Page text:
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Lawyer: Imprisoned Utah doctor may have killed himself

FILE - In this Oct. 10, 2012, file photo, Martin MacNeill appears in Judge Samuel McVey's Fourth District Court, in Provo, Utah, for the first day of preliminary hearings. Officials say correctional officers found 60-year-old MacNeill unresponsive Sunday morning near the greenhouse of the Olympus Facility at the Utah State Prison. (Al Hartmann/The Salt Lake Tribune via AP, Pool)

SALT LAKE CITY (AP) — A Utah doctor imprisoned for drugging his beauty queen wife and leaving her to die in a bathtub may have killed himself, his lawyer said Monday.

Martin MacNeill, 60, was found unresponsive Sunday morning near the greenhouse of the Olympus Facility at the Utah State Prison. Corrections officers tried to revive MacNeill, but he was declared dead at the facility.

His lawyer Randall Spencer said Monday that when he visited MacNeill two weeks ago he seemed in good spirits. But he said he suspects suicide because his client has tried to kill himself twice over the past several years.

“He told me than and has told me multiple times in the past that prison ‘is no life,’ ” Spencer said.

Correctional officers found MacNeill, 60, unresponsive Sunday morning near the greenhouse of the Olympus Facility at the Utah State Prison. The officers tried to revive MacNeill, but he was declared dead at the facility.

While MacNeill’s death is being investigated, there are “no obvious signs of foul play,” prison officials said in a statement.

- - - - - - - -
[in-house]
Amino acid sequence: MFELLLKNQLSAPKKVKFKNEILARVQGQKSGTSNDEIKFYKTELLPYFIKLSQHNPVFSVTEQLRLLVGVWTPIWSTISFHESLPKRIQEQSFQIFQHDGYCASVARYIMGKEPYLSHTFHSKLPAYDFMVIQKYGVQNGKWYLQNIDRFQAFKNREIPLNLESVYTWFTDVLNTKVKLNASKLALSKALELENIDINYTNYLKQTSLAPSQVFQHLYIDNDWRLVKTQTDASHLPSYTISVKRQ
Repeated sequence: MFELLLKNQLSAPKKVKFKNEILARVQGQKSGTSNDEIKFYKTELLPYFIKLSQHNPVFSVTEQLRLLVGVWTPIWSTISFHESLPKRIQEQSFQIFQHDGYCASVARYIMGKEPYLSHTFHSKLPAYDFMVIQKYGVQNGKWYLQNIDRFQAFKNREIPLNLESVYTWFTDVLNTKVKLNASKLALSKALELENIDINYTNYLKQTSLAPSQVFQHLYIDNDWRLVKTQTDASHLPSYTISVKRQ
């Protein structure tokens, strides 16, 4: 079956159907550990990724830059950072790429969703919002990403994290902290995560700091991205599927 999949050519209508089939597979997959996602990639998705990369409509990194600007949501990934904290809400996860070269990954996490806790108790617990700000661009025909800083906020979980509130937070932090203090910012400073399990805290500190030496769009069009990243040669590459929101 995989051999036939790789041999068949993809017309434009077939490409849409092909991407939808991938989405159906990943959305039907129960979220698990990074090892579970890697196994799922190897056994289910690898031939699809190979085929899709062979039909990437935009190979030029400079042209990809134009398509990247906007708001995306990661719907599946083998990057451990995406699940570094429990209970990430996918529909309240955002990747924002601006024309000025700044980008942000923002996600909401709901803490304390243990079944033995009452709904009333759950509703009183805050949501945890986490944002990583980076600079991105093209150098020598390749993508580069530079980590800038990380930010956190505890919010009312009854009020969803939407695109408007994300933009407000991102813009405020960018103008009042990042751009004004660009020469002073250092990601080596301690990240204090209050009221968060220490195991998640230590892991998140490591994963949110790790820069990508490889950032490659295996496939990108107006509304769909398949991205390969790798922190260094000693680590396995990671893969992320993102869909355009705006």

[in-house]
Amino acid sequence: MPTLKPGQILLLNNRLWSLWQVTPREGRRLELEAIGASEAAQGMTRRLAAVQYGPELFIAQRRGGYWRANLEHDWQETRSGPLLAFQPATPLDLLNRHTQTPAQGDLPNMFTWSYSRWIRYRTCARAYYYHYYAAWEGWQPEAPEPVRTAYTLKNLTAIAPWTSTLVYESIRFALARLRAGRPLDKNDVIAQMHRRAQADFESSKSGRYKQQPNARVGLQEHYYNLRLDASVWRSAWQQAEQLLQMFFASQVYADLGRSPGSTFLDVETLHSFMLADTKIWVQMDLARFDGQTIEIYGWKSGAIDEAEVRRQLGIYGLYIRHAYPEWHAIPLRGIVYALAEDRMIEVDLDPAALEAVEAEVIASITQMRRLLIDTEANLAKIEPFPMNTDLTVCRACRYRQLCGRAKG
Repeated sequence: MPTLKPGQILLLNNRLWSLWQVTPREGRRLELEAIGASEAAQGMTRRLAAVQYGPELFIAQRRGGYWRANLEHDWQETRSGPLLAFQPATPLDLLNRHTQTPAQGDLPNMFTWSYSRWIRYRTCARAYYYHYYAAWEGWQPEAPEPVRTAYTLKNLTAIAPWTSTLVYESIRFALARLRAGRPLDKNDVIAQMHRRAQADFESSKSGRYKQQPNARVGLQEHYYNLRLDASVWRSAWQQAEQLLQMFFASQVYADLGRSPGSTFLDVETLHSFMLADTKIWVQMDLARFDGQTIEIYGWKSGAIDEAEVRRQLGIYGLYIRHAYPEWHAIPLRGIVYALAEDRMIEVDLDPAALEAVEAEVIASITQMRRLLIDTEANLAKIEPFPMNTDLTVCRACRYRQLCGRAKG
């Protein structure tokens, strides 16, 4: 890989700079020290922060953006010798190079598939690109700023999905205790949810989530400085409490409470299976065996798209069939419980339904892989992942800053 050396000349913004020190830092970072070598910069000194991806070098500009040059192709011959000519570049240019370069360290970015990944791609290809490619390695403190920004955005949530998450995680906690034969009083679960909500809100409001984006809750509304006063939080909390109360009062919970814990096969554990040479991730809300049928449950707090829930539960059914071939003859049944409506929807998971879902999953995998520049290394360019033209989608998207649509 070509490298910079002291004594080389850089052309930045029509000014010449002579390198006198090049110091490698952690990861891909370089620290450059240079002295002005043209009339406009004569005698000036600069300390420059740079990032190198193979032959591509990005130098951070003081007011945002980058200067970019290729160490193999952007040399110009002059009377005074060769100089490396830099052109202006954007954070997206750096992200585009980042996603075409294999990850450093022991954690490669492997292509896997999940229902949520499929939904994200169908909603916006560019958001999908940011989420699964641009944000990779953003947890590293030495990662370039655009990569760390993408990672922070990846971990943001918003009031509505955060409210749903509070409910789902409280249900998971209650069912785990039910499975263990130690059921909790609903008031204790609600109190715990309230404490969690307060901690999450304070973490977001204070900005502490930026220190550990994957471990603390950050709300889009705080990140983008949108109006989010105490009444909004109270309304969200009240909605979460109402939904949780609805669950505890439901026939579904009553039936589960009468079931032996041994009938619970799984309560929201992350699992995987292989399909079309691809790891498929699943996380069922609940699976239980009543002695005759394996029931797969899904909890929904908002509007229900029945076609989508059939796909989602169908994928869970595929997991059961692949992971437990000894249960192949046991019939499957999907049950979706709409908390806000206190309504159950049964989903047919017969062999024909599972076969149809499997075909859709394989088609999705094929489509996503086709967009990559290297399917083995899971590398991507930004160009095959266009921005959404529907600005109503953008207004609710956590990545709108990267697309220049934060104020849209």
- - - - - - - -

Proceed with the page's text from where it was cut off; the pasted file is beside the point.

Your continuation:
Justin Hoyal, spokesman for the Unified Police, said they are investigating whether the death was a suicide and said they are awaiting autopsy results that could take 14 weeks.

“We’re still looking at everything involved,” he said. “But a (suicide) is one thing that we’re looking at; if there were self-inflicted injuries as well.”

MacNeill had been in prison since September 2014 after he was convicted of first-degree murder in the death of his wife, Michele. He was also convicted of second-degree obstruction of justice and second-degree forcible sex abuse.

He was serving at least 17 years and up to life in prison, with his first parole hearing scheduled for 2052.

The 2013 murder case against MacNeill became a national true-crime cable TV obsession with its tales of plastic surgery and philandering, betrayal and family feuding, jailhouse snitches and a jetted bathtub brought into the courtroom.

In a separate case, MacNeill was found guilty of sexually abusing his adult daughter the month after his wife’s death in 2007. That case came to trial in 2014, the year after his murder conviction.

Prosecutors said MacNeill overmedicated his wife after she had a face-lift and left her to die in a bathtub so he could begin a new life with his mistress. Defense attorneys argued she could have died of natural causes. No official cause of death was determined, and some lawyers raised questions about the verdict in the largely circumstantial case.

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